Nursing Informatics

My Specialty

Nursing Informatics

A booming field that combines technology and nursing

By Keith Carlson, RN, BSN
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Since the 1980s, the term “nursing informatics” has been used to describe the intersection of nursing practice and information technology. This specialty offers tremendous career opportunity to RNs who have the aptitude for emerging systems. Nursing informatics interweaves electronic patient education, information retrieval, electronic medical records (EMRs), information security, workflow analysis, medication delivery, patient care and information systems. Information technology has become so important to the nursing profession that often clinical nurse executives are now partnering with Chief Information Officers (CIO).

Many schools of nursing now offer advanced degrees in informatics, and examples of positions in the area of informatics include nurse informatics executives, programmers, “super users” and RNs whose responsibilities include training their colleagues in the use of information technologies.

In this article, we focus on three nurses who are deeply involved in the impressive and cutting-edge informatics systems at Methodist Hospital of Southern California in Arcadia.

Kara Marx, RN, MHS, is the Chief Information Officer (CIO) of Methodist Hospital of Southern California. She holds a Masters of Healthcare Sciences from The New School for Social Research in New York City, and her excitement about healthcare informatics was made very apparent during the course of our conversation. While many healthcare institutions generally employ non-clinicians as CIO, Methodist Hospital has instead chosen to have a nurse play this significant role within the IT Department.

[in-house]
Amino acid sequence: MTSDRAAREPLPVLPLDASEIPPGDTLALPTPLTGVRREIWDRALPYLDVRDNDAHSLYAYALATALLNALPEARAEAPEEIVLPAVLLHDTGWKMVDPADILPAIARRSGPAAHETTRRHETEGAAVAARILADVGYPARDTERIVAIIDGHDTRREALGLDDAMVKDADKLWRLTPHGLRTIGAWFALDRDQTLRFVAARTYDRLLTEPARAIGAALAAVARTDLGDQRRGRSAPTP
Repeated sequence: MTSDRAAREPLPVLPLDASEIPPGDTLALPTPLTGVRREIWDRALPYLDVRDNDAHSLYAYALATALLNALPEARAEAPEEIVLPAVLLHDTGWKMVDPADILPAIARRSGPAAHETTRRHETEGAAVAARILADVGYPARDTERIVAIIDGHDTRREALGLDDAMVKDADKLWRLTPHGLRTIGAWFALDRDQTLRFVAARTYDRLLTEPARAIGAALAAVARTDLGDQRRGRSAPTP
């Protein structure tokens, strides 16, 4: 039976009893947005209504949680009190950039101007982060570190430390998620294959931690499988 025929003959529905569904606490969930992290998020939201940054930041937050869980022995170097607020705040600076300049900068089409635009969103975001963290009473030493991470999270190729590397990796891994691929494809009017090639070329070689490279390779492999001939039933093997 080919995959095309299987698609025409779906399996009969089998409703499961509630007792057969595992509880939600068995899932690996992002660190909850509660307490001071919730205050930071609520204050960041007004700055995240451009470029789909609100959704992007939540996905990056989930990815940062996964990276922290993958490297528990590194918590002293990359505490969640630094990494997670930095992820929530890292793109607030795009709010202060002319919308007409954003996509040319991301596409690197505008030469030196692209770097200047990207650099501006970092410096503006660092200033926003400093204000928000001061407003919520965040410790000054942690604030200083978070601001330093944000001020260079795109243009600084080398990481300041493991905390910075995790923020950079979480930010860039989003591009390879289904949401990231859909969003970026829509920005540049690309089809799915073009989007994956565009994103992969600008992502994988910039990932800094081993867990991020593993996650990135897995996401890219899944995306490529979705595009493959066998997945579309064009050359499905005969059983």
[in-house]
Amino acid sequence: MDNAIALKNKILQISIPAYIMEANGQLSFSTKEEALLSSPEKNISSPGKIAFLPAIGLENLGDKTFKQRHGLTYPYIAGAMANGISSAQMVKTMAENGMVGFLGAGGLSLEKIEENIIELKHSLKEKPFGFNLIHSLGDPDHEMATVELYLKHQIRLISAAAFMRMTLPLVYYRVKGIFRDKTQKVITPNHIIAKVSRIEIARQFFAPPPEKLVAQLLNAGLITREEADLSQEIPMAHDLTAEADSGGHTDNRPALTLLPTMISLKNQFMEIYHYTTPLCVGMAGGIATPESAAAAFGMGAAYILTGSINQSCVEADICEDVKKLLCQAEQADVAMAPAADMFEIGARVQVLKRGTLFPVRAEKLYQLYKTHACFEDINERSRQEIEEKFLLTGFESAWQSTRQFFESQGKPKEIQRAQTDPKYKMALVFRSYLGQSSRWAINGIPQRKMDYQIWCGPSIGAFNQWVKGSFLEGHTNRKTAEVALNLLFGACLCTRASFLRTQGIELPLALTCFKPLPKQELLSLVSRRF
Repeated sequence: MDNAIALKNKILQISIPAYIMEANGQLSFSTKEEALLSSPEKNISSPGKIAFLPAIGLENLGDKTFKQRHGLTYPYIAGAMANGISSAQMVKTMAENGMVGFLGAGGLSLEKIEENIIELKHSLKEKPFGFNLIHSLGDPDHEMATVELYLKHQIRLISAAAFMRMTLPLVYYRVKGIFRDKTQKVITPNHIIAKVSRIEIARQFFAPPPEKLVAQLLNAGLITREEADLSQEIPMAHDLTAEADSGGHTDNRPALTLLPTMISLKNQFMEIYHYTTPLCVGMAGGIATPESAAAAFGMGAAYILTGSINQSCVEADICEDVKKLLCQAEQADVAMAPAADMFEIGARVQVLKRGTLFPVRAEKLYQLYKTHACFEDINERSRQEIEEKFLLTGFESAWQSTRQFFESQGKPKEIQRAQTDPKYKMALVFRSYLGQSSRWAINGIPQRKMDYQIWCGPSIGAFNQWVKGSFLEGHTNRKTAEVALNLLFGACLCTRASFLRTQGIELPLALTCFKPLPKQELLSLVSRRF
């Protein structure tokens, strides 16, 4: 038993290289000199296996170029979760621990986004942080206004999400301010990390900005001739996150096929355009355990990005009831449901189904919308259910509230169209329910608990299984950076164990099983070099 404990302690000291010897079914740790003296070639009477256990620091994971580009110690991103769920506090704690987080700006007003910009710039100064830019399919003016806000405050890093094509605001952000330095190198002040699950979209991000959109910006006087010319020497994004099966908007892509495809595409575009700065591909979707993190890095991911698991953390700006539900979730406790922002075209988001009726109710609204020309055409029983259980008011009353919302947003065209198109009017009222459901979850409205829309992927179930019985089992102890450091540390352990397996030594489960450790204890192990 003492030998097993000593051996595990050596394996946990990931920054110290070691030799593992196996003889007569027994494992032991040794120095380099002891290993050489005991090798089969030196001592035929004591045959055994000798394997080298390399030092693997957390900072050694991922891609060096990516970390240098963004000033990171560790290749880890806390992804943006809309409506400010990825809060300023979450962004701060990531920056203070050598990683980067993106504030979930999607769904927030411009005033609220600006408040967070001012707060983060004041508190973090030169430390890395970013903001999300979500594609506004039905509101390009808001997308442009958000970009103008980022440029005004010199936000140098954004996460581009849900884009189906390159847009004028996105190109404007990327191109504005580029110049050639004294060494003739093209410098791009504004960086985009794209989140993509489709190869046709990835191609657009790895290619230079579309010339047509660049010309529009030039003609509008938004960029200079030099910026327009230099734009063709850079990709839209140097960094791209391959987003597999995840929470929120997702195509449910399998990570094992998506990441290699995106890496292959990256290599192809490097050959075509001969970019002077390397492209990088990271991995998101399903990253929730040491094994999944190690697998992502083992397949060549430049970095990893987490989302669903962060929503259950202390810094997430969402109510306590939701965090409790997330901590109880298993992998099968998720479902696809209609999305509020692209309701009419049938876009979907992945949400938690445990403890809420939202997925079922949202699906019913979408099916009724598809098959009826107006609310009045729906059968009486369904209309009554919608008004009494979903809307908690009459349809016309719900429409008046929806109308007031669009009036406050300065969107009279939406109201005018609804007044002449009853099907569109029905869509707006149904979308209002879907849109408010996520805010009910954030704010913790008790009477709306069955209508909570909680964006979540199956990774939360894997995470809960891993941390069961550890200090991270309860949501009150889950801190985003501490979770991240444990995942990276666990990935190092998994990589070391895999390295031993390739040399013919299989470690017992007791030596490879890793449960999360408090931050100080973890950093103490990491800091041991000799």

“You need someone to lead the project who understands patient care, workflows, and the work of the nurse on the floor,” Marx explains. “Whereas a technical person lacks that intimate clinical understanding, nurses incorporate it as second nature.”

She is responsible for implementing software and choosing handheld devices, bar code scanners and other equipment that nurses will actually use. As an RN, she asks the questions about the new technologies that a nurse would logically ask. She adds, “I think of these things from a patient-care and patient-use perspective.”   

She made it clear throughout our conversation that the interaction of nurses and technology is paramount when it comes to successful implementation of new systems. For example, adopting an Electronic Medical Record (EMR) “necessitates the buy-in of the nursing department in order to be successful.”

When it comes to opportunities for nurses to involve themselves in IT, she urges interested nurses to volunteer for projects at their institutions, or at other facilities. Some nurses become “super users” for various systems, acting as expert resources for their colleagues. Others receive on-the-job training and become nurse informatacists.

Still others pursue advanced degrees and become managers or executives. Marx adds, “The industry has created the demand and the schools of nursing have responded.”

Jason Aranda, RN, is the Informatics Manager at Methodist Hospital. Although he works in the IT Department, Aranda reports to nursing via a dotted line relationship. He quips, “I report to nursing, but I live with IT!”  Responsibilities are dynamic; they include rolling out clinical software and conducting workflow analysis for migrating paper-based systems to the electronic world.

Beginning his nursing career in critical care and as a traveling nurse, Aranda sought a position with an electronic medical record (EMR) software company in order to gain the experience he needed to get a foot in the door of nursing informatics.